If you have been exposed to low levels of selenium, they are also not recommended. But, there are no contraindications for selenium supplementation in the general population. However, if you have been exposed to high levels of selenium, you may be at greater risk of side effects. Selenium toxicity is rare but can occur.

Selenium and other vitamins and minerals do not cause side effects in most people. If there are side effects, they occur individuals who consume higher than recommended doses. Some people may also become sicker as a result of the large doses of vitamins and minerals.

Vitamin D. There is no research demonstrating a protective effect of vitamin D on depression in adults. Adolescents with clinical depression have significantly lower levels of vitamin D. However, vitamin D appears to only help prevent non-serious infections in children aged 6-18 years. Therefore, there is not enough research to indicate whether or not it may be safe to recommend vitamin D for depression.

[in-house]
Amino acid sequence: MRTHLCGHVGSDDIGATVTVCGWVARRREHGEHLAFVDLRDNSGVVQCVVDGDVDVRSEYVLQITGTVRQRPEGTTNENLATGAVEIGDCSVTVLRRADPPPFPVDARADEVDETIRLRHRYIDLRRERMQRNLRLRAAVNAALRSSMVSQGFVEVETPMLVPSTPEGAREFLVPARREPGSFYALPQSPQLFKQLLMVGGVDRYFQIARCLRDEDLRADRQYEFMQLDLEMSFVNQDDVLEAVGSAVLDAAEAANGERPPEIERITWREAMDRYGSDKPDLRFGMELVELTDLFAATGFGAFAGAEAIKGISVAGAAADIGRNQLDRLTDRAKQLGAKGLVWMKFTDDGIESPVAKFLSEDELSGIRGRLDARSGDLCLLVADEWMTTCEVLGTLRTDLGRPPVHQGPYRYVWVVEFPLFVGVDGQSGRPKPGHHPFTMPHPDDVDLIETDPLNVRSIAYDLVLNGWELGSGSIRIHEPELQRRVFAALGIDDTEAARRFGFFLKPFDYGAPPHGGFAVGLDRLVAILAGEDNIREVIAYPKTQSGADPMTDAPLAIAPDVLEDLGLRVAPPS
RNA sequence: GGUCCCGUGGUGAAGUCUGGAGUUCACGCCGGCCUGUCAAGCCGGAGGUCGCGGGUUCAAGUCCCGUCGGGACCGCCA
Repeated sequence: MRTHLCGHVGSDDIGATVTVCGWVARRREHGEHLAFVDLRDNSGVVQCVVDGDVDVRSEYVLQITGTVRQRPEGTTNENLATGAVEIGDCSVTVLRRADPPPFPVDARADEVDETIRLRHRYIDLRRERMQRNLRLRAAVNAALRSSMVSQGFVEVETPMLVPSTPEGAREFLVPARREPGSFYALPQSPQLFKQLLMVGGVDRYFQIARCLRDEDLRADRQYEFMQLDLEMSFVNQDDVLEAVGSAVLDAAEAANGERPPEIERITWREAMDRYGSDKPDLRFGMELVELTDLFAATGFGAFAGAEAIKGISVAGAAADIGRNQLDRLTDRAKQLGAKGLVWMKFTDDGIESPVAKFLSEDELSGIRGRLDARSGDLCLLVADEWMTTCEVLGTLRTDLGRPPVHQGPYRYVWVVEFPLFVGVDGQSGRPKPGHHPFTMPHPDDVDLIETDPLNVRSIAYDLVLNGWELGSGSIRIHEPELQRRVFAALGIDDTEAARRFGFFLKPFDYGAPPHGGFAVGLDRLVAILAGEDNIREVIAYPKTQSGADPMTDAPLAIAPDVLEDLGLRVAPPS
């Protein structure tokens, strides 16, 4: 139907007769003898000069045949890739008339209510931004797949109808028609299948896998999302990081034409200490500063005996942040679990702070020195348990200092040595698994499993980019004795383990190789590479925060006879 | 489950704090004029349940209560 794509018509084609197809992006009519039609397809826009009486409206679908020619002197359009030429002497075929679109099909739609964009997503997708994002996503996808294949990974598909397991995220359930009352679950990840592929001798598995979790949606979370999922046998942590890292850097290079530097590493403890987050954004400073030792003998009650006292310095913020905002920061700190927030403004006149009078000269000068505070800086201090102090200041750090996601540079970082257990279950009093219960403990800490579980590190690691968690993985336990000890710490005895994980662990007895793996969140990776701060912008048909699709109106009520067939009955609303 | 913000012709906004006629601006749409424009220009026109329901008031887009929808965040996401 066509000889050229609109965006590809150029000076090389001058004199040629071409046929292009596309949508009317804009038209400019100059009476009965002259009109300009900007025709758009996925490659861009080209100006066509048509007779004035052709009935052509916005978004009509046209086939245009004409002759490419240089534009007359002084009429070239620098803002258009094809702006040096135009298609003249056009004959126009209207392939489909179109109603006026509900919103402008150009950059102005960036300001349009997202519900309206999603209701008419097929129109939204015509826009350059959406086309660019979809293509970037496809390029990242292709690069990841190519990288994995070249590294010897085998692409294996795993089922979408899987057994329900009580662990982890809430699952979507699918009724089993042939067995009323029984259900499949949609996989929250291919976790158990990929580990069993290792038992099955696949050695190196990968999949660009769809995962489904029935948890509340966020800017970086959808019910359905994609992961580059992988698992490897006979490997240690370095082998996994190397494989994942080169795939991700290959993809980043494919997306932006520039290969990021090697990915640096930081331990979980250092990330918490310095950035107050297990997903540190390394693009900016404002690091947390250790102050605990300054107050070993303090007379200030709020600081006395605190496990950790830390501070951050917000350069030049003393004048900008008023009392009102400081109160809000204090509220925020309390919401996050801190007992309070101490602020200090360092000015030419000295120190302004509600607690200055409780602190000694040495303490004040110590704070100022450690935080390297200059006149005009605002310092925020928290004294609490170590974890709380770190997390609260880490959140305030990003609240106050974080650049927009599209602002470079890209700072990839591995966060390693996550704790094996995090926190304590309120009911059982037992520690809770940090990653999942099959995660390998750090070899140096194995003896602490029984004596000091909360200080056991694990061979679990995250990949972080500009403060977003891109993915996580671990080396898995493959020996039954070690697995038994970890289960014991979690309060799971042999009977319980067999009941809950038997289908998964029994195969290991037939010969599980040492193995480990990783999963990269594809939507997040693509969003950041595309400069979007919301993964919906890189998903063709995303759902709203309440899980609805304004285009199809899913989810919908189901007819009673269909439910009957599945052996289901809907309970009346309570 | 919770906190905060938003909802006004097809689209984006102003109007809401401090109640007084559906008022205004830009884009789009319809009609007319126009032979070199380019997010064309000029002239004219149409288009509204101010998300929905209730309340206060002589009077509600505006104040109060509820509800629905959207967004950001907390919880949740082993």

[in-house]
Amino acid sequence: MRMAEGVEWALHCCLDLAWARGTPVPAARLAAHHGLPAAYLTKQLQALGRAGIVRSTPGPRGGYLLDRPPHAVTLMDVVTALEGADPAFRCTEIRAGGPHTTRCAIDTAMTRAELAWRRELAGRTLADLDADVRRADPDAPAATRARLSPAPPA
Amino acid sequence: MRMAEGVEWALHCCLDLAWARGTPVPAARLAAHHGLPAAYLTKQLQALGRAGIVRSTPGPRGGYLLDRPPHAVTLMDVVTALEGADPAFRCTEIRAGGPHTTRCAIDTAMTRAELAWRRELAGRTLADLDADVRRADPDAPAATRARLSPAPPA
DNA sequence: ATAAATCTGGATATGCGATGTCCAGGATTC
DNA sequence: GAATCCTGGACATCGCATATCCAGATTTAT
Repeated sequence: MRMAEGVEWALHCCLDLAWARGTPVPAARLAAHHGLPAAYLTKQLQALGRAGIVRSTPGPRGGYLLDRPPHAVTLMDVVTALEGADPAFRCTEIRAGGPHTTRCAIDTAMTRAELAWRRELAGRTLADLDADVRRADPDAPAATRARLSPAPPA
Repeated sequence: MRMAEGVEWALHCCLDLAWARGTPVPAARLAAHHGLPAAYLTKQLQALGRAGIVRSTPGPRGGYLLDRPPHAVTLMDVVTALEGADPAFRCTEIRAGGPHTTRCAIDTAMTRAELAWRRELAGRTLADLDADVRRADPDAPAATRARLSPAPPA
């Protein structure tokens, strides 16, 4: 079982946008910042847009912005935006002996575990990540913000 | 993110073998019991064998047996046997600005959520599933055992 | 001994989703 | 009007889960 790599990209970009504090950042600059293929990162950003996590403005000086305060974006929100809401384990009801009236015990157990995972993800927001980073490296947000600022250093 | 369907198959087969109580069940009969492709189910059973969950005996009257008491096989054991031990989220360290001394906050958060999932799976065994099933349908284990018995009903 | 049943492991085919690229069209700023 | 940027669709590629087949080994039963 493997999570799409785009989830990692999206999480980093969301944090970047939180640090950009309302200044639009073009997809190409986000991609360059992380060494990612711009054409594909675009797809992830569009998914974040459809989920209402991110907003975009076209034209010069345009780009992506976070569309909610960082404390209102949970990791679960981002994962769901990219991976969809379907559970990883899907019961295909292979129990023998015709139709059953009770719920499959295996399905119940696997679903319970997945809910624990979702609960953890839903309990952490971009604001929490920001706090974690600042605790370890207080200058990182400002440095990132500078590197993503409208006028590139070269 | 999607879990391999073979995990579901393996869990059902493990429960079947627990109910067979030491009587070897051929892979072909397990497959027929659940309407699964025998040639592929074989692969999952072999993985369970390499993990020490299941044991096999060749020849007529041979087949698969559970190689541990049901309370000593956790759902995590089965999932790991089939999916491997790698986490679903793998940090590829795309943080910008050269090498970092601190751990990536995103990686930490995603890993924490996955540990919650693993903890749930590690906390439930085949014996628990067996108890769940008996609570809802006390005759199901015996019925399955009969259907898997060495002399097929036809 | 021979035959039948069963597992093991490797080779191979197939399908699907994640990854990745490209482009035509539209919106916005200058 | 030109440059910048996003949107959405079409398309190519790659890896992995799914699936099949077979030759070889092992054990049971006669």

In adults, vitamin D has been tested as an adjunctive therapy in depression. However, this evidence was limited due to the participants taking high doses of vitamin D. These studies found that vitamin D does not have significant effects on depressive symptoms or side effects.

It may be that vitamin D and antidepressants work together to fight depression. More research is needed to test this theory. If this is true, vitamin D may be considered in the treatment of depression. It may also beneficial in combination with antidepressants.

Vitamin B12. There are few studies examining the link between vitamin B12 and depression. However, in a study conducted in the US, women with depression were more likely to have lower levels of vitamin B12. The majority of research suggests that vitamin B12 is safe for most people. However, in pregnant or breast-feeding women, doses over 500 mcg per day may be harmful.

The American Heart Association, the National Heart, Lung, and Blood Institute and the Food and Drug Administration (FDA) do not recommend daily vitamin B12 intake as a treatment for depression. However, if a woman is in need of more than 500 mcg of vitamin B12 per day, alternative treatments should be considered.